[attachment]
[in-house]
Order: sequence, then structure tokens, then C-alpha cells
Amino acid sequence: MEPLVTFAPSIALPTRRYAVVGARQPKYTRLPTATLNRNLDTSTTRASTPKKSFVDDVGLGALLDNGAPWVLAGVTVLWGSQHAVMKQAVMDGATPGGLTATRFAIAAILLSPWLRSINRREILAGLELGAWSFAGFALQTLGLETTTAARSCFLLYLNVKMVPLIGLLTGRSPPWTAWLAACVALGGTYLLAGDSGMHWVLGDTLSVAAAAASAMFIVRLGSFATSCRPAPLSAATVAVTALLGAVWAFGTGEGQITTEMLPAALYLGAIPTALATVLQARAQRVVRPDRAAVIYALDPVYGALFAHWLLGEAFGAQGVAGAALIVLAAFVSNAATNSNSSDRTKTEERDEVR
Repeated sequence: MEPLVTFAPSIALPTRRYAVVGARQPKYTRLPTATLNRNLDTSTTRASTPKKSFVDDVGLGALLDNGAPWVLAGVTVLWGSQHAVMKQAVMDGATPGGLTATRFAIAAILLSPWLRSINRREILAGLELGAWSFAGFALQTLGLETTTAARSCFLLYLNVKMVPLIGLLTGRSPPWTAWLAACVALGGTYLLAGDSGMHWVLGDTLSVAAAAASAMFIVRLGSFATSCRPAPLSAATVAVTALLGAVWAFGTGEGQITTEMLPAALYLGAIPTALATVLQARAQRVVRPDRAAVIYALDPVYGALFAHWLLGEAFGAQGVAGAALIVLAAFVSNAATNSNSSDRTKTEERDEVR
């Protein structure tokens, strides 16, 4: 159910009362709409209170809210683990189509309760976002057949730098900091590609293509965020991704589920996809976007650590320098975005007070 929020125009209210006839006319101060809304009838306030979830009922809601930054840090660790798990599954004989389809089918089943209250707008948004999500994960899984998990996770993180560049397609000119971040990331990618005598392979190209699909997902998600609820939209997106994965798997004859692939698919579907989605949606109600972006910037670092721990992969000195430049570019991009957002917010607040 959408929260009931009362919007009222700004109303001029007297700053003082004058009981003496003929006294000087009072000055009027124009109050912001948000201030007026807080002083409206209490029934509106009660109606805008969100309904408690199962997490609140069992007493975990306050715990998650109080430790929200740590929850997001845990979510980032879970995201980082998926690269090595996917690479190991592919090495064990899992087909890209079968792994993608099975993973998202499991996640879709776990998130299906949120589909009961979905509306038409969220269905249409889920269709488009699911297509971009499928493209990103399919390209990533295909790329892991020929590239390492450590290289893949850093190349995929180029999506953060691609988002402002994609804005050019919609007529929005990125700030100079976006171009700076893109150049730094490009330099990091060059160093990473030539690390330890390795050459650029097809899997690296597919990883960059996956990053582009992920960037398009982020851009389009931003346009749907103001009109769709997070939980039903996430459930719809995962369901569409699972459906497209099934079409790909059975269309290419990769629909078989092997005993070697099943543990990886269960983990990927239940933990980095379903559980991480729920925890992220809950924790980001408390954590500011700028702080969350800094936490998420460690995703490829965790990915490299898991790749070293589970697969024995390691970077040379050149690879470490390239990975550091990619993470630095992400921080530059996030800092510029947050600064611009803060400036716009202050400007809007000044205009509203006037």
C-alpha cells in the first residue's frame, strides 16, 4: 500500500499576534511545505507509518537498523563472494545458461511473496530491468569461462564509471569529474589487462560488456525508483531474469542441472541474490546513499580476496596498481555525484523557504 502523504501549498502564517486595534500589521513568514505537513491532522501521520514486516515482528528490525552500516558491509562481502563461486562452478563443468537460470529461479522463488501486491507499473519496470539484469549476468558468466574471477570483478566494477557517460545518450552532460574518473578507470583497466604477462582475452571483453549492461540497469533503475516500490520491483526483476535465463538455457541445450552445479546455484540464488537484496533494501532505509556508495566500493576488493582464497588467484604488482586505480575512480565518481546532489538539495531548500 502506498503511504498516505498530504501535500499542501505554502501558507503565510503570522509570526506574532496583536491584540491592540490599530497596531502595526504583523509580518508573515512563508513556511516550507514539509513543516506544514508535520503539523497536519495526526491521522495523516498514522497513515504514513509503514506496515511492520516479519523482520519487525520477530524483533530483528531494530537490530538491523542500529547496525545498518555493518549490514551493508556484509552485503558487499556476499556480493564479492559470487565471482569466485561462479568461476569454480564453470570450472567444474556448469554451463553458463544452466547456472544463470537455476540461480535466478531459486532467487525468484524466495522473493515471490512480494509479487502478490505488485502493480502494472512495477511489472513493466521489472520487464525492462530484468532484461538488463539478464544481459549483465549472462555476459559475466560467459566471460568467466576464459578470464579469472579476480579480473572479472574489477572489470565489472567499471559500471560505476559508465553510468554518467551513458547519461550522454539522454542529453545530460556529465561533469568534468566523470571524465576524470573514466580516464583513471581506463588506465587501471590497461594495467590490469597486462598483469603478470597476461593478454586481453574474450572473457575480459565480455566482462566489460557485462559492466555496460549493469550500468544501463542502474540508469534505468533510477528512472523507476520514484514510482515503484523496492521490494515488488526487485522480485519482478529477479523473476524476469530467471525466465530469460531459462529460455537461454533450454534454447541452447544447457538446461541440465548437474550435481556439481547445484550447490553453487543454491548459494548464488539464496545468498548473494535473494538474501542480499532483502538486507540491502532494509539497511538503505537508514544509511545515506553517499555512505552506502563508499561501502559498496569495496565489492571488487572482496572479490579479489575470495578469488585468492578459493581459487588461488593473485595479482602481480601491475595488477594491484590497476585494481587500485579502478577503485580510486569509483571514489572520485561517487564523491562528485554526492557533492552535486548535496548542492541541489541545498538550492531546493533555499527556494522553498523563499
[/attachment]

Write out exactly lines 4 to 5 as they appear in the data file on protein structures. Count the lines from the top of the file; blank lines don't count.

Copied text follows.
Repeated sequence: MEPLVTFAPSIALPTRRYAVVGARQPKYTRLPTATLNRNLDTSTTRASTPKKSFVDDVGLGALLDNGAPWVLAGVTVLWGSQHAVMKQAVMDGATPGGLTATRFAIAAILLSPWLRSINRREILAGLELGAWSFAGFALQTLGLETTTAARSCFLLYLNVKMVPLIGLLTGRSPPWTAWLAACVALGGTYLLAGDSGMHWVLGDTLSVAAAAASAMFIVRLGSFATSCRPAPLSAATVAVTALLGAVWAFGTGEGQITTEMLPAALYLGAIPTALATVLQARAQRVVRPDRAAVIYALDPVYGALFAHWLLGEAFGAQGVAGAALIVLAAFVSNAATNSNSSDRTKTEERDEVR
């Protein structure tokens, strides 16, 4: 159910009362709409209170809210683990189509309760976002057949730098900091590609293509965020991704589920996809976007650590320098975005007070 929020125009209210006839006319101060809304009838306030979830009922809601930054840090660790798990599954004989389809089918089943209250707008948004999500994960899984998990996770993180560049397609000119971040990331990618005598392979190209699909997902998600609820939209997106994965798997004859692939698919579907989605949606109600972006910037670092721990992969000195430049570019991009957002917010607040 959408929260009931009362919007009222700004109303001029007297700053003082004058009981003496003929006294000087009072000055009027124009109050912001948000201030007026807080002083409206209490029934509106009660109606805008969100309904408690199962997490609140069992007493975990306050715990998650109080430790929200740590929850997001845990979510980032879970995201980082998926690269090595996917690479190991592919090495064990899992087909890209079968792994993608099975993973998202499991996640879709776990998130299906949120589909009961979905509306038409969220269905249409889920269709488009699911297509971009499928493209990103399919390209990533295909790329892991020929590239390492450590290289893949850093190349995929180029999506953060691609988002402002994609804005050019919609007529929005990125700030100079976006171009700076893109150049730094490009330099990091060059160093990473030539690390330890390795050459650029097809899997690296597919990883960059996956990053582009992920960037398009982020851009389009931003346009749907103001009109769709997070939980039903996430459930719809995962369901569409699972459906497209099934079409790909059975269309290419990769629909078989092997005993070697099943543990990886269960983990990927239940933990980095379903559980991480729920925890992220809950924790980001408390954590500011700028702080969350800094936490998420460690995703490829965790990915490299898991790749070293589970697969024995390691970077040379050149690879470490390239990975550091990619993470630095992400921080530059996030800092510029947050600064611009803060400036716009202050400007809007000044205009509203006037």